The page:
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Kit Kat loses bid to protect shape of four-finger bar at ECJ

  • Published at 11:17 pm July 25th, 2018
Kit Kat
Kit Kat chocolate covered wafer bars manufactured by Nestle are seen in London Reuters

A long-running legal battle between global chocolate giants over the shape of KitKat finger wafers was sent back to the EU’s trademark office on Wednesday after judges dismissed appeals by both companies.

The ruling by the European Court of Justice means the EU Intellectual Property Office (EUIPO) must review a 2012 decision to uphold Swiss-based Nestle’s trademark on the shape of the four-finger chocolate-covered wafer biscuit over objections raised by Mondelez of the United States.

The Luxembourg court found that Nestle had failed to show that consumers in enough EU countries recognized the shape as distinctive but also dismissed an appeal by Mondelez against some of the grounds for a lower EU court ruling in 2016 that had found the EUIPO was wrong to reject the US firm’s complaint.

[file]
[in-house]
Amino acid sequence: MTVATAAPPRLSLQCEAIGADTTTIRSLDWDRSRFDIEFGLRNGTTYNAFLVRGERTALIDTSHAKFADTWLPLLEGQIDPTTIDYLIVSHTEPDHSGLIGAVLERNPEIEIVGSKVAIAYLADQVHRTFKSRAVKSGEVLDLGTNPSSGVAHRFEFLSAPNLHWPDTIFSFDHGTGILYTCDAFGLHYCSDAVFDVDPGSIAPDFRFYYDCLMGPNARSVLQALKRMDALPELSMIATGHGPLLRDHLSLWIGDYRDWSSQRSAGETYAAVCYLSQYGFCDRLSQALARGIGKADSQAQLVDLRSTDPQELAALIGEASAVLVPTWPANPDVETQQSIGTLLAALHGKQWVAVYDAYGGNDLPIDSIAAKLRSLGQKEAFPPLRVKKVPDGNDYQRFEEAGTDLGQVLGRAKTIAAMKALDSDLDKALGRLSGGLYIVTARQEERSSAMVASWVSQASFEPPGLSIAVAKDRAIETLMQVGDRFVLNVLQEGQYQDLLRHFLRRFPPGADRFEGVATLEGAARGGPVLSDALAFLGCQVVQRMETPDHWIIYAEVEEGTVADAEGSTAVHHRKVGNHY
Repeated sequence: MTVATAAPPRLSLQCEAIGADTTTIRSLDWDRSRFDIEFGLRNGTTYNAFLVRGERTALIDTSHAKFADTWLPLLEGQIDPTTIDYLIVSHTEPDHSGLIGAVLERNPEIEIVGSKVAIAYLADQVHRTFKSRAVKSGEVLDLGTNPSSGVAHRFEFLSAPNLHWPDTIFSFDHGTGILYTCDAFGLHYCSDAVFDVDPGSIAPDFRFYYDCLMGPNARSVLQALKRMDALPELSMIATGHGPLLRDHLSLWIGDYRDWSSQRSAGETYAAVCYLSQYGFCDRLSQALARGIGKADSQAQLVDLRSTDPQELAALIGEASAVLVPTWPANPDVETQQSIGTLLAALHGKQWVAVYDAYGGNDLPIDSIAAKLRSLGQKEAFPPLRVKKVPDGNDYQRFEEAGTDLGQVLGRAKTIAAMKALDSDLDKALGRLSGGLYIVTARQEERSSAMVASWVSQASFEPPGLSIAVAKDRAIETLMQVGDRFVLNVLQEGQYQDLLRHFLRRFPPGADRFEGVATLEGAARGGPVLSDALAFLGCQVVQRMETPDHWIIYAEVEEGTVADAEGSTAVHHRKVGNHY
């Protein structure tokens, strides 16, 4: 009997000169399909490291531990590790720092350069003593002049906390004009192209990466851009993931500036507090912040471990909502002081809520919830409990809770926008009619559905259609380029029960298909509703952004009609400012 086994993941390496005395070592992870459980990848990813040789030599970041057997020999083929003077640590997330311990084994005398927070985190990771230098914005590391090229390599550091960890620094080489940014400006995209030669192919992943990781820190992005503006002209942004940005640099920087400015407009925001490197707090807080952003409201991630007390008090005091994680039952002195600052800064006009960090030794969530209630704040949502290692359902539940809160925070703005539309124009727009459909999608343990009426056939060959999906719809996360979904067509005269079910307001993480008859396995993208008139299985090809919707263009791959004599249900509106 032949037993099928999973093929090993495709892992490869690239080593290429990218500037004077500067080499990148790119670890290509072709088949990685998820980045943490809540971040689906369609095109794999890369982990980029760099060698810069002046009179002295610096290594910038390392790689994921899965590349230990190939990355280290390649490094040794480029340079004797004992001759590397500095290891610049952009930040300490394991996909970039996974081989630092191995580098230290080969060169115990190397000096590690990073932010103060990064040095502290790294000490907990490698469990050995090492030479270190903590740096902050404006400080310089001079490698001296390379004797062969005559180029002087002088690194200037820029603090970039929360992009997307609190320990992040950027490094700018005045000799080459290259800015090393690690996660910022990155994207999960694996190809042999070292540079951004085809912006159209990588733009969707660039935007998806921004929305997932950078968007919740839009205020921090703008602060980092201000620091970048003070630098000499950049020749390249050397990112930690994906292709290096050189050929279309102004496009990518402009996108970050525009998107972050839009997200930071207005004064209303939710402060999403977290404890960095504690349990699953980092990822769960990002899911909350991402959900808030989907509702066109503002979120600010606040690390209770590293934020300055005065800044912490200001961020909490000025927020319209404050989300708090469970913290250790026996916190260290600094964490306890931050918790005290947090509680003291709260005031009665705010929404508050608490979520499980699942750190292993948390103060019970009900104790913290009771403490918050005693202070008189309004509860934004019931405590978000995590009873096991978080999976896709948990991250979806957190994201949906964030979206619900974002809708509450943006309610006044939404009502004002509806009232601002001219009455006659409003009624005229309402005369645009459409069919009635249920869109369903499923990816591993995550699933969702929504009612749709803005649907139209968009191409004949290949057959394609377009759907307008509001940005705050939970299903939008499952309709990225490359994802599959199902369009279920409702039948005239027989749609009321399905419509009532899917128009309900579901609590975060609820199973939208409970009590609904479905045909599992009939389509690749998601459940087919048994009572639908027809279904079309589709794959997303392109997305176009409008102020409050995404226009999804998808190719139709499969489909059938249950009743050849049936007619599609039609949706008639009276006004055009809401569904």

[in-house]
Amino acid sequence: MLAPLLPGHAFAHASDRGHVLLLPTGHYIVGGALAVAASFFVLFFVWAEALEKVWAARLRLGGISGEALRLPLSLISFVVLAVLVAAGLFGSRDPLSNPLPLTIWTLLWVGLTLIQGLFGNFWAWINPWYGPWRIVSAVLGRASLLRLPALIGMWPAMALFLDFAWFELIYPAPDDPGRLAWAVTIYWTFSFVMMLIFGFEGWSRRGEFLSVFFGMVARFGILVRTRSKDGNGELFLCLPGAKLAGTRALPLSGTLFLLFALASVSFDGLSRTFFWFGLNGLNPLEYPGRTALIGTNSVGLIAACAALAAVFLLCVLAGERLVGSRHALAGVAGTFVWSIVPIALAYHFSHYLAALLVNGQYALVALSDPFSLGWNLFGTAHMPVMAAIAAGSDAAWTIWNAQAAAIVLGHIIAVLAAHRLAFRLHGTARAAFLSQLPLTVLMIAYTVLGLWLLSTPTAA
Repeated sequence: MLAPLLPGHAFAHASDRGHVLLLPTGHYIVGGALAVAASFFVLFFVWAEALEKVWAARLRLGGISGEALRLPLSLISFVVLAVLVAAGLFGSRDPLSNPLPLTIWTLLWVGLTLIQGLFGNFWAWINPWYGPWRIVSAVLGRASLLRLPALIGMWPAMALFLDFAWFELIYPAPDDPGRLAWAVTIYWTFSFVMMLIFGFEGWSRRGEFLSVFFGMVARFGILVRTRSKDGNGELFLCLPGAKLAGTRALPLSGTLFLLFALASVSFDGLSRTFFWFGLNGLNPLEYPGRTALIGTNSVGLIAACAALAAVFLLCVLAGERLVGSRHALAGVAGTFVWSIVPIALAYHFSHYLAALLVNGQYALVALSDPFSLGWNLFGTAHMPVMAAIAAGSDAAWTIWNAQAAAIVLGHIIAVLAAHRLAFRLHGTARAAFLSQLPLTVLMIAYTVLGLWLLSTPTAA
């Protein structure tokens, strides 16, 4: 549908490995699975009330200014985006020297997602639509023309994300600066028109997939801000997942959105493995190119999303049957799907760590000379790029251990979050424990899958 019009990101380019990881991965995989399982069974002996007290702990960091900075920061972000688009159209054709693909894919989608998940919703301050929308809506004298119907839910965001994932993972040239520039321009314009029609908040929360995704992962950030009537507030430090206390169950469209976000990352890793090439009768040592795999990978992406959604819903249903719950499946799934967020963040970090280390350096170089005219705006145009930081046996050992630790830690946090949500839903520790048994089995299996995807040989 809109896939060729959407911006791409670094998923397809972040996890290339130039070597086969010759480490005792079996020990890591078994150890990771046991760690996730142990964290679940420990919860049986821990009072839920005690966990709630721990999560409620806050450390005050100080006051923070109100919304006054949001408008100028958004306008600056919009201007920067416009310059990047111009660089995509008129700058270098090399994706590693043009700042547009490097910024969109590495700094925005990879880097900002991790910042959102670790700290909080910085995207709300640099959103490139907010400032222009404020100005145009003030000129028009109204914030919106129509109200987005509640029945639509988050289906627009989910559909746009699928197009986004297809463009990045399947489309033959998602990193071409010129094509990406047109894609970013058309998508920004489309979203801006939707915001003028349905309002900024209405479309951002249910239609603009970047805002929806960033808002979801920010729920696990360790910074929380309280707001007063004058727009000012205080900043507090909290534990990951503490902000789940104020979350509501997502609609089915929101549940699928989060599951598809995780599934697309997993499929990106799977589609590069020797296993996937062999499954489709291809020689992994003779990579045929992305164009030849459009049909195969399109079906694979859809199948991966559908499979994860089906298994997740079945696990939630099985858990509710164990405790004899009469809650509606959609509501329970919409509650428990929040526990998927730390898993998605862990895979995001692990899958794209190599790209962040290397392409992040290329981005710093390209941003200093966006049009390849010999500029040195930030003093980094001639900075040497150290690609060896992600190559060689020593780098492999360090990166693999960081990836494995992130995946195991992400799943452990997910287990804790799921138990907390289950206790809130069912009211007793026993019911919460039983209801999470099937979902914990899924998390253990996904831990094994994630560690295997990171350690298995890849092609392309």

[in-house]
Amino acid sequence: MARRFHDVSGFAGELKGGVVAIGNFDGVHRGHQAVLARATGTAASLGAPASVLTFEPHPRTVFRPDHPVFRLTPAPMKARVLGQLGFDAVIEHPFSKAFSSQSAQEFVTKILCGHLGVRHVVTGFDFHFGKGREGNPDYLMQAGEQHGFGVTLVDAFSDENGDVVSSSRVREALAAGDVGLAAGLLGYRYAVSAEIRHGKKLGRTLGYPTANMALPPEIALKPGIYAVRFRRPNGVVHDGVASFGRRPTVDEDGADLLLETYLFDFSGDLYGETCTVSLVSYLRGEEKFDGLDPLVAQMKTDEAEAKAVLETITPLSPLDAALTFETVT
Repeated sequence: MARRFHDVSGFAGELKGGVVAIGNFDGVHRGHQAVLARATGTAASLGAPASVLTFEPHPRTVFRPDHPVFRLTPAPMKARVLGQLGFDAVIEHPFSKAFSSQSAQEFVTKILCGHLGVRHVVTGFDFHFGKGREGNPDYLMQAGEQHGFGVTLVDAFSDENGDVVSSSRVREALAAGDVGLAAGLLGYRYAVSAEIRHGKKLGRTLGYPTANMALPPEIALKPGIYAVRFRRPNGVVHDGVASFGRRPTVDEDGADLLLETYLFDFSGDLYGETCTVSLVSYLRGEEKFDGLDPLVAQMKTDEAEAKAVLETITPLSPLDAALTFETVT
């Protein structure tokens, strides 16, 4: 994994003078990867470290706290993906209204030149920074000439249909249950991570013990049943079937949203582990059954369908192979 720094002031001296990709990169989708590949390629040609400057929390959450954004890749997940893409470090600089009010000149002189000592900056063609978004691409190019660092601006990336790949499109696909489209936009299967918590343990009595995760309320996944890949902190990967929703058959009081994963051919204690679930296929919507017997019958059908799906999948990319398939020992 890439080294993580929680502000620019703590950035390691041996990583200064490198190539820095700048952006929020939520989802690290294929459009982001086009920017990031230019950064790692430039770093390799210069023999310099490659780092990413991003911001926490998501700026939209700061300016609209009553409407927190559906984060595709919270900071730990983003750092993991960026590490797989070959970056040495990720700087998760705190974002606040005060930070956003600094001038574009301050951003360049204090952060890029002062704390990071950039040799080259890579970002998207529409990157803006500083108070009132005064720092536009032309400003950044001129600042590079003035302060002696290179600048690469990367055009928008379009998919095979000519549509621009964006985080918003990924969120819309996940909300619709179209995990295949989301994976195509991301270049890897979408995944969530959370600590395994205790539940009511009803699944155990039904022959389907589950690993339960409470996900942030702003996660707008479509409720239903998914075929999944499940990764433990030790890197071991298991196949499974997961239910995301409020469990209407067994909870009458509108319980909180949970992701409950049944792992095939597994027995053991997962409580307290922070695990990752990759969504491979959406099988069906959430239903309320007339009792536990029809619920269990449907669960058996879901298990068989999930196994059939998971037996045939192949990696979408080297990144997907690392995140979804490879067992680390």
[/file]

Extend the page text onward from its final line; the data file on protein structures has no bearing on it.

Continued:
The outcome leaves open that the trademark agency could, while respecting the judges’ ruling, take account of other evidence -- such as new proof the shape is distinctive to people in more countries -- and might preserve protection for KitKat’s shape. The brand name “KitKat” is not at issue in the case.

Proceedings have been followed closely by trademark lawyers, who see implications for brands operating across the EU single market, where there are varying histories in national markets.

It has also at times featured in Britain’s Brexit debate, with some supporters of cutting ties with the EU suggesting that EU courts have failed to defend a much-loved British treat first marketed by Rowntree’s, which was bought by the Swiss in 1988.

In 2015, the Brexit-supporting Daily Express newspaper headlined a story on an earlier ruling: “End of the KitKat?”. It said an EU “diktat” might “spell the end of” the wafer bars as the “market could now be flooded with copycat confectionery”.

The case has also been mirrored by a dispute between the two multinationals in the British courts, where Nestle objected to a trademark for the purple colour used by Cadbury, bought by the Americans in 2010, to wrap its Dairy Milk chocolate bars.